Article 50 Extension and the European Elections

The Prime Minister reported to the House of Commons last week that any further extension of the Article 50 notification period “would certainly mean participation in the European parliamentary elections”.  I think she is wrong as a matter of law, and with five distinguished EU law experts (on whom, see further here), have written an [...]

By |2019-11-15T10:36:46+00:00March 28th, 2019|Blog, Brexit, Law|0 Comments

Can the Backstop be Beaten? (Part 2)

Here is a further Opinion on the legal effects of the Prime Minister's Brexit deal.  A sequel to the one published on Tuesday, it addresses the novel suggestion - attributed this week to the Attorney General - that the UK could pull out of the Northern Ireland Backstop either unilaterally, via Article 62 of the Vienna [...]

By |2019-11-15T10:37:47+00:00March 16th, 2019|Blog, Brexit, Law|0 Comments

Can the Backstop be Beaten? (Part 1)

I was asked to advise the People's Vote Campaign, with Jason Coppel QC and Sean Aughey of 11 King's Bench Walk, on the legal effect of the package of measures announced by the Government and the EU on the late evening of Monday 11 March. In our Opinion, produced overnight, we concluded: It is crystal [...]

By |2019-11-15T10:38:20+00:00March 12th, 2019|Blog, Brexit, Law|Comments Off on Can the Backstop be Beaten? (Part 1)

A Spanish Fisherman – in his own words

Generations of law students have grown up on Factortame - the Spanish Fishermen's case that for more than 25 years defined the UK's constitutional relationship with Europe. My own memoir of the case (in which I represented the Fishermen for 12 years) is to be published shortly in The European Advocate. Having helped me with that piece, [...]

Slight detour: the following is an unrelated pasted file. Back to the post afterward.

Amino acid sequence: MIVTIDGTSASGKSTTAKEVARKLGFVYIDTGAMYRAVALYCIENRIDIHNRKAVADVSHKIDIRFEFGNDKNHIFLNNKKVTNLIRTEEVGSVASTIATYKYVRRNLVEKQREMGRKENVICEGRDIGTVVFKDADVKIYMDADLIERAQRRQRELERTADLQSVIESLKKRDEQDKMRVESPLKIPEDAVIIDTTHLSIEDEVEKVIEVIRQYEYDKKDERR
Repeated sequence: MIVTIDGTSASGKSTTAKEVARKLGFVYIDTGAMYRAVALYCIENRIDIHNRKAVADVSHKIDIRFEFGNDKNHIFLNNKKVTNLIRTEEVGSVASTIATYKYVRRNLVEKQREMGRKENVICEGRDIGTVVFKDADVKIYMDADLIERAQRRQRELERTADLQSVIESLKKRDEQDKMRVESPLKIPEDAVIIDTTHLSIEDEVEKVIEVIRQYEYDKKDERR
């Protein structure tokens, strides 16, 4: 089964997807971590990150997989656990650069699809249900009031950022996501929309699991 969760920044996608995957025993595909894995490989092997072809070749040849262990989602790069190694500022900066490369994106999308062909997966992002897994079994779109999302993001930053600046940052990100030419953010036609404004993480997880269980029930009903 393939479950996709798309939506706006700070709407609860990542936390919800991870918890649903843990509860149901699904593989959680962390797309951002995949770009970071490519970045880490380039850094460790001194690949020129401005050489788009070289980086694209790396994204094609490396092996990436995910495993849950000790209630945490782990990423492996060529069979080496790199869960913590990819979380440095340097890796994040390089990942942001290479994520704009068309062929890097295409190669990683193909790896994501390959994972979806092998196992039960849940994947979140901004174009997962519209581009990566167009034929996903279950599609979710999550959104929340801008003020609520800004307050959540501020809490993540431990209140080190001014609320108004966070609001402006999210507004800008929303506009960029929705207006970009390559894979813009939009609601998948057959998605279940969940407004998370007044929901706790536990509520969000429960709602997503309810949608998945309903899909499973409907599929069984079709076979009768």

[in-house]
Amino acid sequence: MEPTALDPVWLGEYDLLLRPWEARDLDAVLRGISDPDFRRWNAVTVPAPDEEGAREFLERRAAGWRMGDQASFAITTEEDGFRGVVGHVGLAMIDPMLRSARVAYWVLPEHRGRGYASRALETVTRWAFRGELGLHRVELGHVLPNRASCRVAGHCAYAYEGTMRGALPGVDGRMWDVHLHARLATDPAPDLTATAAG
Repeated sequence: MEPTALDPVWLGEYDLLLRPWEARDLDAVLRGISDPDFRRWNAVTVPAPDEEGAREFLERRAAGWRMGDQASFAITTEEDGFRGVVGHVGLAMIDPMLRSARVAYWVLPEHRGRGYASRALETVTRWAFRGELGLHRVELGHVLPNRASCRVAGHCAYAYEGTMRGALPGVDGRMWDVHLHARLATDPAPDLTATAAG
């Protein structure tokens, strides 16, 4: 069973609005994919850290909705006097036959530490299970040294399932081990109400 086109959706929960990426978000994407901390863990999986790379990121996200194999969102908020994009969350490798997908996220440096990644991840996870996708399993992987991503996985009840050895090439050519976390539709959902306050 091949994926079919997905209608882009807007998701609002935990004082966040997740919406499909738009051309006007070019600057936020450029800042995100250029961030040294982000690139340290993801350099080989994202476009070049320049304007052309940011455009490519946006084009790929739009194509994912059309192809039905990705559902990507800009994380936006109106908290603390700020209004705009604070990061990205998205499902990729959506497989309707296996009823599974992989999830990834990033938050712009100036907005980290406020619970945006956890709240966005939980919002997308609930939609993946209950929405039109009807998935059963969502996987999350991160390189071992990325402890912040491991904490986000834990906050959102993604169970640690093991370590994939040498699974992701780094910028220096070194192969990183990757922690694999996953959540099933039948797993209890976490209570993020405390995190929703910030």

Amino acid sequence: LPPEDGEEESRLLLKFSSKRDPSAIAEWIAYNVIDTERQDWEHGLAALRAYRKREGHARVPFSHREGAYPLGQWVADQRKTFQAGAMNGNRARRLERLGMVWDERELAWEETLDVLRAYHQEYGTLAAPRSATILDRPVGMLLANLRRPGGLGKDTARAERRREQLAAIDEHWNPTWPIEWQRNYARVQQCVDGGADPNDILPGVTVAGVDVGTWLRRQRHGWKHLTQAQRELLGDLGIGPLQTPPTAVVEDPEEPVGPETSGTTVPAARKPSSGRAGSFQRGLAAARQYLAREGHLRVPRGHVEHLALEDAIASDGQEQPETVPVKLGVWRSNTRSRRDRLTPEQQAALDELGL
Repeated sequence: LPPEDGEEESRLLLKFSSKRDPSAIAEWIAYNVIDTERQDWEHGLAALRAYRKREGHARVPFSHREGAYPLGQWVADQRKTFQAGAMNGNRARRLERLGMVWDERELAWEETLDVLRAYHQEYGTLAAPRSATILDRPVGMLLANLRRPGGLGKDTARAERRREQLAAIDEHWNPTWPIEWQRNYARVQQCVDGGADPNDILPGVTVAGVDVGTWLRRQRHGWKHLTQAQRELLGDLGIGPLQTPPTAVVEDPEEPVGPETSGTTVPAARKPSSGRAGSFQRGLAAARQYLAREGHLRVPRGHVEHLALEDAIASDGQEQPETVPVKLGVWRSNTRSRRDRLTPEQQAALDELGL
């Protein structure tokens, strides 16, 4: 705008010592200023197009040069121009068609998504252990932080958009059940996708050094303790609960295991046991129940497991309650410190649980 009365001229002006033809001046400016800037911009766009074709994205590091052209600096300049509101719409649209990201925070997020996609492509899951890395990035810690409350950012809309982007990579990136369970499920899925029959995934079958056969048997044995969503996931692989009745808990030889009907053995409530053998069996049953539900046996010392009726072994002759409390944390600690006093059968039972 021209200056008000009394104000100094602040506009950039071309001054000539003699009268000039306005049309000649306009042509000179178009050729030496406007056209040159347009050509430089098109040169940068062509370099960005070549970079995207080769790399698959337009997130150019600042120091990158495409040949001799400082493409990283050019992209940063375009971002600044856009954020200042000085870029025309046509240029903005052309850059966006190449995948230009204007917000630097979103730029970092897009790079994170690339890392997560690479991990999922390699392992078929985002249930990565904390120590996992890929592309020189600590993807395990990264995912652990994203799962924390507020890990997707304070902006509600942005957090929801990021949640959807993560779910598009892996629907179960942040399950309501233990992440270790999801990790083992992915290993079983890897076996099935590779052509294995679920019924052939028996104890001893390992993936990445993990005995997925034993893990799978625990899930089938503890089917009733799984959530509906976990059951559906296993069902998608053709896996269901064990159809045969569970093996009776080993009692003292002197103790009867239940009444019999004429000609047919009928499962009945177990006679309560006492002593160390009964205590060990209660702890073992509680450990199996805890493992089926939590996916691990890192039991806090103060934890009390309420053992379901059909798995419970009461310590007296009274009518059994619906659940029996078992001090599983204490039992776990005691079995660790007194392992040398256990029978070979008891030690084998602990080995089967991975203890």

By |2019-03-13T12:14:28+00:00May 23rd, 2018|Blog, Brexit, Law|Comments Off on A Spanish Fisherman – in his own words

David Vaughan QC 1938-2018

The life of David Vaughan QC, a colleague in Chambers whom (though we were not related) I considered to be my father in the law, was celebrated yesterday evening at a Memorial Service in Temple Church, the central point of the community of barristers living and working in London. I was asked to give a tribute [...]

By |2019-03-13T12:14:49+00:00May 1st, 2018|Blog, Brexit, Law|Comments Off on David Vaughan QC 1938-2018

Brexit: the security dimension

My article about Brexit and Security ("Terrorism: the EU picture") has just been published in Counsel Magazine.  In summary: The leadership role in the EU exercised by the UK in matters relating to security (in particular counter-terrorism) will inevitably be lost after Brexit. There are reasons to hope that broadly satisfactory arrangements can be made for [...]

By |2018-07-11T09:05:03+00:00April 25th, 2017|Blog, Brexit, KEEPING, Law, Security|Comments Off on Brexit: the security dimension

Brexit and the Border

I spoke in December 2016 in Belfast to the Irish Centre for European Law and to the Northern Irish Judges on the subject of "Brexit and the Border".   The NI/RoI border is twice the length of the Anglo-Welsh border, and three times the length of the Anglo-Scottish border.  My talk sought to identify some of [...]

By |2017-06-10T08:24:56+00:00April 11th, 2017|Blog, Brexit, Security|Comments Off on Brexit and the Border

Was Britain ever part of Europe?

This Working Paper, presented in Florence as a Distinguished Lecture at the European University Institute's summer course on EU law in July 2015, explored Britain's ambivalent relationship to Europe and gave five reasons why a vote to leave the EU - a distant possibility as the polls then stood - was a likely (though regrettable) outcome of the promised [...]

By |2019-03-11T11:24:12+00:00April 11th, 2017|Blog, Brexit|0 Comments